Ford Mustang (first generation)

The first-generation Ford Mustang was manufactured by Ford from March 1964 until 1973. The introduction of the Mustang created a new class of automobile known as the pony car. The Mustang’s styling, with its long hood and short deck, proved wildly popular and inspired a host of competition.

It was initially introduced on April 17, 1964, as a hardtop and convertible with the fastback version put on sale in August 1964. At the time of its introduction, the Mustang, sharing its underpinnings with the Falcon, was slotted into a compact car segment.

With each revision, the Mustang saw an increase in overall dimensions and in engine power. The 1971 model saw a drastic redesign to its predecessors. After an initial surge, sales were steadily declining, as Ford began working on a new generation Mustang. With the onset of the 1973 oil crisis, Ford was prepared, having already designed the smaller Mustang II for the 1974 model year. This new car had no common components with preceding models.

Four-wheel drive

Four-wheel drive, also called 4×4 ("four by four") or 4WD, refers to a two-axled vehicle drivetrain capable of providing torque to all of its wheels simultaneously. It may be full-time or on-demand, and is typically linked via a transfer case providing an additional output drive-shaft and, in many instances, additional gear ranges.

A four-wheeled vehicle with torque supplied to both axles is described as "all-wheel drive" (AWD). However, "four-wheel drive" typically refers to a set of specific components and functions, and intended off-road application, which generally complies with modern use of the terminology.

Harry Ferguson

Henry George "Harry" Ferguson (4 November 1884 – 25 October 1960) was an Irish-born British mechanic and inventor who is noted for his role in the development of the modern agricultural tractor and its three point linkage system, for being the first person in Ireland to build and fly his own aeroplane, and for developing the first four-wheel drive Formula One car, the Ferguson P99.

Today his name lives on in the name of the Massey Ferguson company.

Jack Fairman

Jack Fairman (15 March 1913 – 7 February 2002) was a British racing driver from England. He participated in 13 Formula One Grands Prix, making his debut on 18 July 1953. He scored a total of five championship points, all of which came in the 1956 season.

Jaguar XJ220

The Jaguar XJ220 is a two-seat sports car produced by British luxury car manufacturer Jaguar from 1992 until 1994, in collaboration with the specialist automotive and race engineering company Tom Walkinshaw Racing. The XJ220 recorded a top speed of 341.7 km/h (212.3 mph) during testing by Jaguar at the Nardo test track in Italy. This made it the fastest production car from 1992 to 1993. According to Jaguar, an XJ220 prototype managed a Nürburgring lap time of 7:46:36 in 1991 which was faster than any production car lap time before it.The XJ220 was developed from a V12-engined 4-wheel drive concept car designed by an informal group of Jaguar employees working in their spare time. The group wished to create a modern version of the successful Jaguar 24 Hours of Le Mans racing cars of the 1950s and 1960s that could be entered into FIA Group B competitions. The XJ220 made use of engineering work undertaken for Jaguar's then current racing car family.The initial XJ220 concept car was unveiled to the public at the 1988 British International Motor Show, held in Birmingham, England. Its positive reception prompted Jaguar to put the car into production. Approximately 1,500 deposits of £50,000 each were taken and deliveries were planned for 1992.Engineering and emissions requirements resulted in significant changes to the specification of the XJ220, most notably the replacement of the Jaguar V12 engine by a turbocharged V6 engine. The changes to the specification and a collapse in the price of high performance cars brought about by the early 1990s recession resulted in many buyers choosing not to exercise their purchase options. A total of just 275 cars were produced by the time production ended, each with a retail price of GB£470,000 in 1992, making it one of the most expensive cars at that time.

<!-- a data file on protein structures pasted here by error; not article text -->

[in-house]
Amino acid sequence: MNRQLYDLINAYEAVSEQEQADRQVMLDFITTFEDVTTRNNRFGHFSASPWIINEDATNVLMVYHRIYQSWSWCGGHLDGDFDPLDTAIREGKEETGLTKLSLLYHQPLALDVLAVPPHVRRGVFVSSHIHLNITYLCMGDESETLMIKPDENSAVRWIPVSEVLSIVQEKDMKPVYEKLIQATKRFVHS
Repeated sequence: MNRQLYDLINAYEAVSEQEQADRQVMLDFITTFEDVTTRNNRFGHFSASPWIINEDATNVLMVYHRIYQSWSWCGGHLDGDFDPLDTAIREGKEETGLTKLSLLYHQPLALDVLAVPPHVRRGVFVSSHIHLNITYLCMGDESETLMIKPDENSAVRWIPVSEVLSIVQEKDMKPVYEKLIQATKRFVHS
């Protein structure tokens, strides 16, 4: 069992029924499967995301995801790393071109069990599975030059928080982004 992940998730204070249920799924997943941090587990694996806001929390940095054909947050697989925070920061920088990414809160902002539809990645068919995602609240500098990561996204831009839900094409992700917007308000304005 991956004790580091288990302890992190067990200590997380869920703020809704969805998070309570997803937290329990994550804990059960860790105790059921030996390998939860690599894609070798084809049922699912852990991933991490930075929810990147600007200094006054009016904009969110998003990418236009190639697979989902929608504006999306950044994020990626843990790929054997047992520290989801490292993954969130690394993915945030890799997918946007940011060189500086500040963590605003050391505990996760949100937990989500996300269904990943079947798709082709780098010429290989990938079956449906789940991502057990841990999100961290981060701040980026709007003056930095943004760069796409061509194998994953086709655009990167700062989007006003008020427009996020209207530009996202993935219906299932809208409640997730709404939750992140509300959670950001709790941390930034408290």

Jensen FF

The Jensen FF is a four-wheel drive grand tourer produced by British car manufacturer Jensen Motors between 1966 and 1971. It was the first non all-terrain production car equipped with four-wheel drive and an anti-lock braking system.

The use of four-wheel drive in a passenger car preceded the successful AMC Eagle by thirteen years and the Audi Quattro by fourteen years, and the Subaru Leone by five years. The Dunlop Maxaret mechanical anti-lock braking system had previously been used only on aircraft, lorries, and racing cars. An experimental version was first fitted to the earlier Jensen C-V8, but this did not go into production.

The letters FF stand for Ferguson Formula, after Ferguson Research Ltd., who invented the car's four-wheel drive system. The FF is related to the similar-looking, rear-wheel drive Jensen Interceptor, but is 127 mm (5.0 in) longer, and mechanically very different.

Standard FF features included front seat belts, a tachometer, and map pockets.

Jensen Motors